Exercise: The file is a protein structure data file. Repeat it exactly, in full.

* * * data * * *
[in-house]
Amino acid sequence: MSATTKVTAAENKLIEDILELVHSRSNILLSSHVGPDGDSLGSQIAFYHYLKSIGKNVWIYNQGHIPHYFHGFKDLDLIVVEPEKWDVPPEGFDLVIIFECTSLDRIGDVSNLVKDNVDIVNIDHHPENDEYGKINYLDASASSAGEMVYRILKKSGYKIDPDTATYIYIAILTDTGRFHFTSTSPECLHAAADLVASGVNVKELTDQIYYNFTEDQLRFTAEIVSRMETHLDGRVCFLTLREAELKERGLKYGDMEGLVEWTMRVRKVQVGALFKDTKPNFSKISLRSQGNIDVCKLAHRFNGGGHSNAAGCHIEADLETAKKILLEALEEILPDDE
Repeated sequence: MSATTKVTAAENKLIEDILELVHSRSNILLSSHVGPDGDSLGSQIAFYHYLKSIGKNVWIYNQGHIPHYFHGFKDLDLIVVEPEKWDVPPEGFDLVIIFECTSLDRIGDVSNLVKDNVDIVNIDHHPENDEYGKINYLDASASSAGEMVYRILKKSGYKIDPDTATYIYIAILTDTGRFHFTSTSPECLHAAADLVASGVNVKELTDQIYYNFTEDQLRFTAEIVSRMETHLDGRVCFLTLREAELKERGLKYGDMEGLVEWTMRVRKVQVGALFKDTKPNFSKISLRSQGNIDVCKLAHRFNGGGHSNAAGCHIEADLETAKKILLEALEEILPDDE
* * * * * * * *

[in-house]
Amino acid sequence: MSATTKVTAAENKLIEDILELVHSRSNILLSSHVGPDGDSLGSQIAFYHYLKSIGKNVWIYNQGHIPHYFHGFKDLDLIVVEPEKWDVPPEGFDLVIIFECTSLDRIGDVSNLVKDNVDIVNIDHHPENDEYGKINYLDASASSAGEMVYRILKKSGYKIDPDTATYIYIAILTDTGRFHFTSTSPECLHAAADLVASGVNVKELTDQIYYNFTEDQLRFTAEIVSRMETHLDGRVCFLTLREAELKERGLKYGDMEGLVEWTMRVRKVQVGALFKDTKPNFSKISLRSQGNIDVCKLAHRFNGGGHSNAAGCHIEADLETAKKILLEALEEILPDDE
Repeated sequence: MSATTKVTAAENKLIEDILELVHSRSNILLSSHVGPDGDSLGSQIAFYHYLKSIGKNVWIYNQGHIPHYFHGFKDLDLIVVEPEKWDVPPEGFDLVIIFECTSLDRIGDVSNLVKDNVDIVNIDHHPENDEYGKINYLDASASSAGEMVYRILKKSGYKIDPDTATYIYIAILTDTGRFHFTSTSPECLHAAADLVASGVNVKELTDQIYYNFTEDQLRFTAEIVSRMETHLDGRVCFLTLREAELKERGLKYGDMEGLVEWTMRVRKVQVGALFKDTKPNFSKISLRSQGNIDVCKLAHRFNGGGHSNAAGCHIEADLETAKKILLEALEEILPDDE